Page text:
Mud Volcano thermal area is about 6 miles from Fishing Bridge area on the way to Canyon Village on Grand Loop Road.
About one mile of boardwalks for the whole tour
Bubbling mud pots and lakes of acid – the sights and sounds of this area are fascinating, but accompanied by the sulfur smell of rotten egg.
Dragon’s Mouth Spring
NPS info: An unknown park visitor named this feature around 1912, perhaps due to the water that frequently surged from the cave like the lashing of a dragon’s tongue. The rumbling sounds are caused by steam and other gasses exploding through the water, causing it to crash against the walls of the hidden caverns.
The little video will give you an idea of what it looks and sounds like without having to smell the sulphur fumes. This was my favorite stop on the tour – I really could imagine a dragon living inside here!
NPS info: In 1870, explorers stood in awe as Mud Volcano spewed mud into the treetops, shaking the ground with each eruption. Two years later it was a pool of bubbling, muddy water. Mud Volcano had blown itself apart!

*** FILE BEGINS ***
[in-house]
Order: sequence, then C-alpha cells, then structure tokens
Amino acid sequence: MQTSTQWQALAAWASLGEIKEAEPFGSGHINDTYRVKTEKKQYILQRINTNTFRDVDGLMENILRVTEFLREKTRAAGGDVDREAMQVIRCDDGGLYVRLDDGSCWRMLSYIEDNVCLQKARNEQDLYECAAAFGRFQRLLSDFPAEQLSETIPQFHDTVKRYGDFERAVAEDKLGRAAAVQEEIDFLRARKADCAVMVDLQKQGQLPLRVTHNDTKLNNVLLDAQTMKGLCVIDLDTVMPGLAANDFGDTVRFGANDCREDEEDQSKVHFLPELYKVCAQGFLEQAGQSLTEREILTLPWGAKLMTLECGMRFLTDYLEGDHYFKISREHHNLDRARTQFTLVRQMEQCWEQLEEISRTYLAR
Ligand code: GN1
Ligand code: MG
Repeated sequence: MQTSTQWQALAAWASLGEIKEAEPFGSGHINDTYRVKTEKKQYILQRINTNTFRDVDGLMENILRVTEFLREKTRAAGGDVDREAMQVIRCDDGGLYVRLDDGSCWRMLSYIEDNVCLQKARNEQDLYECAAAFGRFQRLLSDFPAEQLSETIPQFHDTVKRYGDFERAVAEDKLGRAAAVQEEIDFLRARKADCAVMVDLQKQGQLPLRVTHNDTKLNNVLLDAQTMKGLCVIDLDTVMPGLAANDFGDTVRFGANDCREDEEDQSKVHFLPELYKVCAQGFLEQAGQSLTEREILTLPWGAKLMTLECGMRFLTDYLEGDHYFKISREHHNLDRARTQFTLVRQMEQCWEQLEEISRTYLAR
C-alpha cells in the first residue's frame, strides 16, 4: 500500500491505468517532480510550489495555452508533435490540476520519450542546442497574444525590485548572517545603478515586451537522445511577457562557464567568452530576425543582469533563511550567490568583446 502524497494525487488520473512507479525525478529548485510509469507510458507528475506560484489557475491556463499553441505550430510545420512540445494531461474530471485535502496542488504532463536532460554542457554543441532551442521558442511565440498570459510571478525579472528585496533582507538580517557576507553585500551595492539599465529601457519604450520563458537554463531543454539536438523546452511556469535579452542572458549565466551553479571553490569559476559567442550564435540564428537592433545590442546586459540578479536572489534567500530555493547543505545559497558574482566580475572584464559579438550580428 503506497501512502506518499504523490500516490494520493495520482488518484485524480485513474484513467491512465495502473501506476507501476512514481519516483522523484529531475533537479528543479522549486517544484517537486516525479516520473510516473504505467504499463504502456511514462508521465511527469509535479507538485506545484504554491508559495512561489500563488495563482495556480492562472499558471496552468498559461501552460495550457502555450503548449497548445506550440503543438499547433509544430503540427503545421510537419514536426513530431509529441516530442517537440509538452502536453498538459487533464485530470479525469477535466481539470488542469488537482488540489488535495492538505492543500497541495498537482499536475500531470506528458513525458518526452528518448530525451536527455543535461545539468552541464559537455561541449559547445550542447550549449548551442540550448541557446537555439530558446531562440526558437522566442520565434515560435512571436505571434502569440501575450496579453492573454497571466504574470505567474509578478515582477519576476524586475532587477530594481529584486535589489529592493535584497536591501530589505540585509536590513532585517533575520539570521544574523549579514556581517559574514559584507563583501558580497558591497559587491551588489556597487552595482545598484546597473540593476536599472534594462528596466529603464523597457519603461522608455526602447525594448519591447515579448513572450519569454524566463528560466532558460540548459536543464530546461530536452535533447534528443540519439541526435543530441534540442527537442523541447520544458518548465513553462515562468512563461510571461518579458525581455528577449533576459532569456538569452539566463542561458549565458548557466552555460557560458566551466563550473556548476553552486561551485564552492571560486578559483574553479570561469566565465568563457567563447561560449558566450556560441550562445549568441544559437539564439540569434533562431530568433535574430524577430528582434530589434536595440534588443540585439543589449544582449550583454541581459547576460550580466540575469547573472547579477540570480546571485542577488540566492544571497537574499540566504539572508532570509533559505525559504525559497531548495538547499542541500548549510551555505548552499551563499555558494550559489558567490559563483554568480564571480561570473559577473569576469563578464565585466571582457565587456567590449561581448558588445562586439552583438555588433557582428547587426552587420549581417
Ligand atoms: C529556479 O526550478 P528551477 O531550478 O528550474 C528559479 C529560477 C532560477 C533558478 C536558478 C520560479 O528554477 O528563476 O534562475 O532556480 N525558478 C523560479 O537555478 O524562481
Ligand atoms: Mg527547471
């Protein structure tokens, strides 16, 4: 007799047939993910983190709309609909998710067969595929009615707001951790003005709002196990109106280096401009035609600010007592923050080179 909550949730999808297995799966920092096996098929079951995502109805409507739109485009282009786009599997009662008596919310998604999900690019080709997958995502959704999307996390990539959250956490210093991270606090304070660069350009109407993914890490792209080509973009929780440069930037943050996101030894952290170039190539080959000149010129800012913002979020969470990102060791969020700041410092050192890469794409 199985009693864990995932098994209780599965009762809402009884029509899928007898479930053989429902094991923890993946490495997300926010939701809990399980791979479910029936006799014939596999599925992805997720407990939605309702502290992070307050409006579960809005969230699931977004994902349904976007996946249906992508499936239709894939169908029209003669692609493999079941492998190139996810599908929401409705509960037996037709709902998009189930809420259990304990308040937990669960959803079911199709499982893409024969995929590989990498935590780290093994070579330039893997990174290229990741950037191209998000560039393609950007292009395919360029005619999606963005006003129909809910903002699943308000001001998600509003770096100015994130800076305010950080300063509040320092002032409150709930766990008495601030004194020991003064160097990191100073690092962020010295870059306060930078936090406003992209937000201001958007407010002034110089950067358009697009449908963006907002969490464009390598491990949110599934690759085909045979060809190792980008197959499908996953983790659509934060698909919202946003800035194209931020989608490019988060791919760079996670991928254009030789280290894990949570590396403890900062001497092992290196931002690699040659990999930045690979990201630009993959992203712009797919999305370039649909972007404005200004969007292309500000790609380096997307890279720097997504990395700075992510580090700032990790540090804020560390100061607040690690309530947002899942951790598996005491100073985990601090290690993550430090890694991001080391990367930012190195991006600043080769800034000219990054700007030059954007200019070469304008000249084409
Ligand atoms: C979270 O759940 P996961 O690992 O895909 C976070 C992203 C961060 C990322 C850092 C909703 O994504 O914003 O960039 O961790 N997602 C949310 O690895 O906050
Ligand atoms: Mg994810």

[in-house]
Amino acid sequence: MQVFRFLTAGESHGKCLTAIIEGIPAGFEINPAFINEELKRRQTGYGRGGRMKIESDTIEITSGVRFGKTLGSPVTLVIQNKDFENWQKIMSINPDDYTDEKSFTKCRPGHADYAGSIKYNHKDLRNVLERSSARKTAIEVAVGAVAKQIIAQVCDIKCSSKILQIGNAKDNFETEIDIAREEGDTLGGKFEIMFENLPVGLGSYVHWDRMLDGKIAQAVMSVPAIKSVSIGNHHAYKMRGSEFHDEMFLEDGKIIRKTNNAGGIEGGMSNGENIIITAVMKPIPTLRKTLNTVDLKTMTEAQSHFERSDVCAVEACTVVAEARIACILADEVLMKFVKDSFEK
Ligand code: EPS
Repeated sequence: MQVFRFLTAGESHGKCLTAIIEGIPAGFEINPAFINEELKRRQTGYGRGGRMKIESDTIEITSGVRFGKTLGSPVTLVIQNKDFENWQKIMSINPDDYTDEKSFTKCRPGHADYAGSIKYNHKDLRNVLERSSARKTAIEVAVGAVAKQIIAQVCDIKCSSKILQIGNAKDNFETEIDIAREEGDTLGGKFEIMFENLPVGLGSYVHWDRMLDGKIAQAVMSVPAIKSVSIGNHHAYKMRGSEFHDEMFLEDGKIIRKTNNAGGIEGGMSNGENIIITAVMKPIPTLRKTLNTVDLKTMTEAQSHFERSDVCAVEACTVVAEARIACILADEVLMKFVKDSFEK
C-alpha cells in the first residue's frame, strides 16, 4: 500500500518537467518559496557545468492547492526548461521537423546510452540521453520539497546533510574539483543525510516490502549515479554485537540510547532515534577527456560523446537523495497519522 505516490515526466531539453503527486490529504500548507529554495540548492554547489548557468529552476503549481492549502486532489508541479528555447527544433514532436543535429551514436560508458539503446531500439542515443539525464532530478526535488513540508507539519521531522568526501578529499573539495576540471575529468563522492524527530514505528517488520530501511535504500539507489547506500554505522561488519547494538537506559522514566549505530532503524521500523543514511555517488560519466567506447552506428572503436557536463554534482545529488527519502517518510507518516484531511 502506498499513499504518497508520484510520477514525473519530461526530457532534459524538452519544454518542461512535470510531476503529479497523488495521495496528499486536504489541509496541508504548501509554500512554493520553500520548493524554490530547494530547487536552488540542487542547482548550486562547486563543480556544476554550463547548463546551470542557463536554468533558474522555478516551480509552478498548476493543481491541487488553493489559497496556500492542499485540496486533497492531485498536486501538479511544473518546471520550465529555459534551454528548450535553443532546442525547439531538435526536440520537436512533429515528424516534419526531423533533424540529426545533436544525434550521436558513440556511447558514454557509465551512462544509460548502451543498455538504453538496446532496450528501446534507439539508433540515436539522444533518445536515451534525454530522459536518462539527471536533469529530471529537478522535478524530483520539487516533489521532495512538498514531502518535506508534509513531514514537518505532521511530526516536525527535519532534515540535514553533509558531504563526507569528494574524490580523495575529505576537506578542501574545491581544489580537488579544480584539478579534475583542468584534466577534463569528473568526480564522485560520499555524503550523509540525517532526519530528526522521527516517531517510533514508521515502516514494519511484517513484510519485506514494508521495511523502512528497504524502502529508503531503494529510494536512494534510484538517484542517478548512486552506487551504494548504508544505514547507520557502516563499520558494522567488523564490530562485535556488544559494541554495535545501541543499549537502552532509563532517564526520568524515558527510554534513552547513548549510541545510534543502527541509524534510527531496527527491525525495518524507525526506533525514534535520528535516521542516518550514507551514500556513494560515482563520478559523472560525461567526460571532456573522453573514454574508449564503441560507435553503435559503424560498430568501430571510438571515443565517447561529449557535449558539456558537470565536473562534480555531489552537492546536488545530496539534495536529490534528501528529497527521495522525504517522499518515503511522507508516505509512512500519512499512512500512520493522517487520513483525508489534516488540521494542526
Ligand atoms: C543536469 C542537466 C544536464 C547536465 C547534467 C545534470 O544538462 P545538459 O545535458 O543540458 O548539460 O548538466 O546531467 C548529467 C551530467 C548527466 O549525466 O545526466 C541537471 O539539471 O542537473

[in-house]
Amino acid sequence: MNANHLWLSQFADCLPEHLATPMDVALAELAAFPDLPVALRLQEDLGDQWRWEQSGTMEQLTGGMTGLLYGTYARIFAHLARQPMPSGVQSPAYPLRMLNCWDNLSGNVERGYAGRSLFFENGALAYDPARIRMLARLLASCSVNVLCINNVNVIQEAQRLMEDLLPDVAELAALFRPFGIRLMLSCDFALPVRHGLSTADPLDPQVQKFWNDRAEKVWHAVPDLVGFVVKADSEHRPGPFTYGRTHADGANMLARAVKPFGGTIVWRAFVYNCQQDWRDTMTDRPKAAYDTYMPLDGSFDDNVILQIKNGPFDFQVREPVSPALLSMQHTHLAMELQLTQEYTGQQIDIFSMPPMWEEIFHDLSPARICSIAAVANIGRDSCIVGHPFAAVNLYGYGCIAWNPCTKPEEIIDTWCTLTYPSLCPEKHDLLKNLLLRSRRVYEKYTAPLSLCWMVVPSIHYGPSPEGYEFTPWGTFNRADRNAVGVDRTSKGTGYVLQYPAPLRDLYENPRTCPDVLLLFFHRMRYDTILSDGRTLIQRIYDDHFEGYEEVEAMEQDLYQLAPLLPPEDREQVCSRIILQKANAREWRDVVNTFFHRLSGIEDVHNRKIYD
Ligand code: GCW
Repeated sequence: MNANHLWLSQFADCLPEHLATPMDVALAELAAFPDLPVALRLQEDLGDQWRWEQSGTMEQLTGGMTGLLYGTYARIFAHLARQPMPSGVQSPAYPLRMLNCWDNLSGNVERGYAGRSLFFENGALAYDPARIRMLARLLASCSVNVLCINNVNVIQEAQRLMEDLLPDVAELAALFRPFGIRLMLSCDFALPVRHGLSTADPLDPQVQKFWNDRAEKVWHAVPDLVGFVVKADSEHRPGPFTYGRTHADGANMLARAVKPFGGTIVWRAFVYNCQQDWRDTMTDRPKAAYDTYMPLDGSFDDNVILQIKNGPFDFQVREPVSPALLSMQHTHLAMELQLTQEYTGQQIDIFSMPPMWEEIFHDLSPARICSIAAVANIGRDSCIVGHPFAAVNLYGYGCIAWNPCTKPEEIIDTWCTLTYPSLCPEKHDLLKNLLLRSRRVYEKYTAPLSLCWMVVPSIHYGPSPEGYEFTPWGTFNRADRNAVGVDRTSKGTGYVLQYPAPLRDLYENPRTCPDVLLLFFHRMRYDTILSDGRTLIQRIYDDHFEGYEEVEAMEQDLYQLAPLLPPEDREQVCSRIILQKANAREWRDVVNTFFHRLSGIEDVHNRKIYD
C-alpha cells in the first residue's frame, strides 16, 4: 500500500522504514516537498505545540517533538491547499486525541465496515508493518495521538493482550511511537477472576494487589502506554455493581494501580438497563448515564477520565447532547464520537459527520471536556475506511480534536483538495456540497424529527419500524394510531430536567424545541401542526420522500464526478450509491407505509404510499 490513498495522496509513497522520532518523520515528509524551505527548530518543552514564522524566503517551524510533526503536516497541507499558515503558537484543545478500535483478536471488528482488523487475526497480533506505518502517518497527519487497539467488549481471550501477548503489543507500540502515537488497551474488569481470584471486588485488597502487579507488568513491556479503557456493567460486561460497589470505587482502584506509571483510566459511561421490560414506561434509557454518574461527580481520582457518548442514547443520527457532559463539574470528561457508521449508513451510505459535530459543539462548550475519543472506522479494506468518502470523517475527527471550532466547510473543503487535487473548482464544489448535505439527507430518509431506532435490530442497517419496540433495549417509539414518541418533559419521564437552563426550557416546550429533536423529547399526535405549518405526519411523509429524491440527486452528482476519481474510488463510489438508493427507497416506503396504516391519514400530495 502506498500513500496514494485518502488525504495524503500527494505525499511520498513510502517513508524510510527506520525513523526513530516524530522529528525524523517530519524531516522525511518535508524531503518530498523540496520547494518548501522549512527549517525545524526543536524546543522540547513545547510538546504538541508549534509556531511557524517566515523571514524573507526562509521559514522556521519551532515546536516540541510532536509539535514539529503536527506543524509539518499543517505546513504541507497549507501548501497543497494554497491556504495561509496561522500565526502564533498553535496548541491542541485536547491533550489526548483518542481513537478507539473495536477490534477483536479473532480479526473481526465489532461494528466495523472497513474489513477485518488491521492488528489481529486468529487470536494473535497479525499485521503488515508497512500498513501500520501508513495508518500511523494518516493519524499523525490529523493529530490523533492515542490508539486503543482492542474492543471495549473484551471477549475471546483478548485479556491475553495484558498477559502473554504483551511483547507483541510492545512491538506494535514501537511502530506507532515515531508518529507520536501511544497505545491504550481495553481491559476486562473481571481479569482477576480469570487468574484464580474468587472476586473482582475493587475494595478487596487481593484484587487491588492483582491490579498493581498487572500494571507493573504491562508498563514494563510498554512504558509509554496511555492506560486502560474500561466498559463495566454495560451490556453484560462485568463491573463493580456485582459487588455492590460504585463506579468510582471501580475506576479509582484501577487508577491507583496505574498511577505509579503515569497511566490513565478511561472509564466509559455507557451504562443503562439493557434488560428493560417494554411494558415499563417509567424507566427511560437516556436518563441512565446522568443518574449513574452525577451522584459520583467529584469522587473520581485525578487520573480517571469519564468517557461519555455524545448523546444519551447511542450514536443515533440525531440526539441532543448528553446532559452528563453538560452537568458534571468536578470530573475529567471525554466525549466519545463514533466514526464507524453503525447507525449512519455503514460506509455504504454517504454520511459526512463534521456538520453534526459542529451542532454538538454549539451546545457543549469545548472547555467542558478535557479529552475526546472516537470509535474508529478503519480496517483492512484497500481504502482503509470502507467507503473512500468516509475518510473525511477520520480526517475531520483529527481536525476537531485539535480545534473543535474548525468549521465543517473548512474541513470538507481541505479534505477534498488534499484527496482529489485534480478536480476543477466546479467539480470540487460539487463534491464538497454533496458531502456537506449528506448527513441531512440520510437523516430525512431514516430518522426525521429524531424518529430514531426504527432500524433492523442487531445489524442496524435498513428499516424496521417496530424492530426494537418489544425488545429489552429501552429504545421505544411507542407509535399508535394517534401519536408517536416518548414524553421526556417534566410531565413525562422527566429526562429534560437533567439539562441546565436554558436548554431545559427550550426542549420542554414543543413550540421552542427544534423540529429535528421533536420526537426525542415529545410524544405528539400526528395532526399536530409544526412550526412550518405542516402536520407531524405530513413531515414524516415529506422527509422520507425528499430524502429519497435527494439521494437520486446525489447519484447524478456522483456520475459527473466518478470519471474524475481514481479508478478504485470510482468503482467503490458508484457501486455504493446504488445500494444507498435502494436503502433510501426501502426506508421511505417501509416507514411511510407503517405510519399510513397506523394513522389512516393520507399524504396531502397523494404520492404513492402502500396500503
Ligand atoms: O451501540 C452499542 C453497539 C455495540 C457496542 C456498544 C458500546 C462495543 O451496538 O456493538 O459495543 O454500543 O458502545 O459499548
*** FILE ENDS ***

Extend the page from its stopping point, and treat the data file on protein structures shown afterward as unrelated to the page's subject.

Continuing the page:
NPS info: Frothing and fuming as heat and gas rise from Yellowstone’s magma chamber, this muddy pool churns and cooks. Shaken again and again by earthquakes, the temperature beneath it rises and falls, transforming Churning Caldron.
Bubble, Bubble, Toil and Trouble!
This was the first thermal area I visited, and it really is surreal to walk around seeing steaming earth and bubbling pools.
Not that I’d want to verify this myself, but the name comes from the sour taste of the acidic water. The unusual milky green color comes from the bacteria and algae in the water.